COLORADO SPRINGS – The CU Board of Regents approved a new degree at CU Denver, four construction projects at CU Boulder, and more during the board’s regular meeting Tuesday and Wednesday at the University of Colorado Colorado Springs.
On Wednesday, the board voted to approve a new master’s degree in sustainable business at the CU Denver Business School. The 33-credit-hour degree will consist of stackable certificates, making it flexible and customizable. Students will be able to complete the degree entirely online, but some face-to-face instruction options will be available.
“There’s so much about this new degree that is exciting,” said Regent Lesley Smith, chair of the University Affairs Committee. “There is a growing demand for graduates to have a sustainability background. This is stackable, it can be completed online, and ours will be the only free-standing program like this at a public institution.”
Smith also praised the degree’s affordability, with a projected tuition of $23,000, a fraction of offerings at other institutions.
Plans call for an interdisciplinary approach, within the Business School as well as across other CU Denver schools and departments, including environmental science, geography, urban planning and public policy. The degree addresses demand in the workforce – jobs for environmental professionals are projected to grow 8% by 2030 – while also contributing to one of the Business School’s stated societal impact areas, sustainable planet.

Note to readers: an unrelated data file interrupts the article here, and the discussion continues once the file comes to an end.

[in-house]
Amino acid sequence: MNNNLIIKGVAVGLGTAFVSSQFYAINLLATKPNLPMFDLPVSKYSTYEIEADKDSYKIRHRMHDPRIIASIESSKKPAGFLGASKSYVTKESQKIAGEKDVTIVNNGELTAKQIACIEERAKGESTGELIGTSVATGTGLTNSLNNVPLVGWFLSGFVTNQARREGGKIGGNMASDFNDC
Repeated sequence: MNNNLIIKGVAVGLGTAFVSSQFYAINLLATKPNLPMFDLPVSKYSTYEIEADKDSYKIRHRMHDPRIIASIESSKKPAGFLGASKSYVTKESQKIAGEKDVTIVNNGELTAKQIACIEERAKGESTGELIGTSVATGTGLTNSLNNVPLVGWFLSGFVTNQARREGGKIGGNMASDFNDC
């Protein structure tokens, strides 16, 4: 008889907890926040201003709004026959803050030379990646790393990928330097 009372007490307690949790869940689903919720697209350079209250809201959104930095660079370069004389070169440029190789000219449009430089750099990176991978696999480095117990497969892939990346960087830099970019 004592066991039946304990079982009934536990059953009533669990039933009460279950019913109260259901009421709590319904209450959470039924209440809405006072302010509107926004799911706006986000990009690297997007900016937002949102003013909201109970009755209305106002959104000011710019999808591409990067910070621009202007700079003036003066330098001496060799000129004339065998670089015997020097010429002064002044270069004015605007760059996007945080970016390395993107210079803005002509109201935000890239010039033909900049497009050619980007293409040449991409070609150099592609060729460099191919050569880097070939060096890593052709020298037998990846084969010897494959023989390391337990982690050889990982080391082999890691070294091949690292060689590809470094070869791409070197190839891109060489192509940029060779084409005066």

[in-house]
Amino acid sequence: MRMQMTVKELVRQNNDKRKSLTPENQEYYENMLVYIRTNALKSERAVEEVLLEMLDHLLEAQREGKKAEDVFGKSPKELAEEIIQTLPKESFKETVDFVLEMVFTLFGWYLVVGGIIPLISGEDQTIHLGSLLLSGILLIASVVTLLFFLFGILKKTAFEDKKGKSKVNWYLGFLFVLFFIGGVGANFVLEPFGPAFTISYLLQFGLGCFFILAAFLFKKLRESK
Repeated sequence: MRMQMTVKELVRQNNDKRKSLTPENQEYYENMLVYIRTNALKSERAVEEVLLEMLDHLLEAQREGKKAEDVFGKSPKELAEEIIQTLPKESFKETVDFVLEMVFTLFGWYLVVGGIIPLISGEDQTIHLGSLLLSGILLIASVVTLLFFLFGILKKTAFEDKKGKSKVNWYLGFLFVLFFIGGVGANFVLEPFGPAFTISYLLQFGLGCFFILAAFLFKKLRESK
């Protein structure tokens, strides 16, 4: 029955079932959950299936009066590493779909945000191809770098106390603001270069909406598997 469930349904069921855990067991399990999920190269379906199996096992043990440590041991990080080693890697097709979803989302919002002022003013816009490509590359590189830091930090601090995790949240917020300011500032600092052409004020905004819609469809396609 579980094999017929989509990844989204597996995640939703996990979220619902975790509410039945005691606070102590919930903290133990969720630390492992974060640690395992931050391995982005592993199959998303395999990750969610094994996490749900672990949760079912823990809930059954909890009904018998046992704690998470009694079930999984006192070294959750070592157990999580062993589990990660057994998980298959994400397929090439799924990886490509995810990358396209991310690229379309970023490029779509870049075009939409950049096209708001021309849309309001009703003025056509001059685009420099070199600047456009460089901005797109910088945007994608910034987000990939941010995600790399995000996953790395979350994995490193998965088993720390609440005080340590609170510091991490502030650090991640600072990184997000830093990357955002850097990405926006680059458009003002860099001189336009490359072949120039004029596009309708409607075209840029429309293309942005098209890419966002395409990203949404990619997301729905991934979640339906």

The Board of Regents on Tuesday voted to approve several items as recommended by regents committees.
Four construction-related projects at CU Boulder moving forward are: structural restoration of Old Main, equipment replacement at the West District Energy Plant, construction of the new Residence One student housing building, and a video board upgrade at Folsom Field. Read more here.
Receiving approval were changes to Policy 2.N and Article 2.E, which will allow the secretary of the Board of Regents, with the concurrence and direction of the staff Laws and Policies Coordinating Committee (LPCC), to make nonsubstantive cleanups to the Regent Laws and Policies in a timely manner. Changes to Policy 13.G are aimed at maintaining efficiency within the process for doing business with contractors. Changes to Regent Policy 2.L clarify procedures for public comment requests for in-person and remote meetings, reflecting how hybrid and remote meetings take place regularly. Read more here.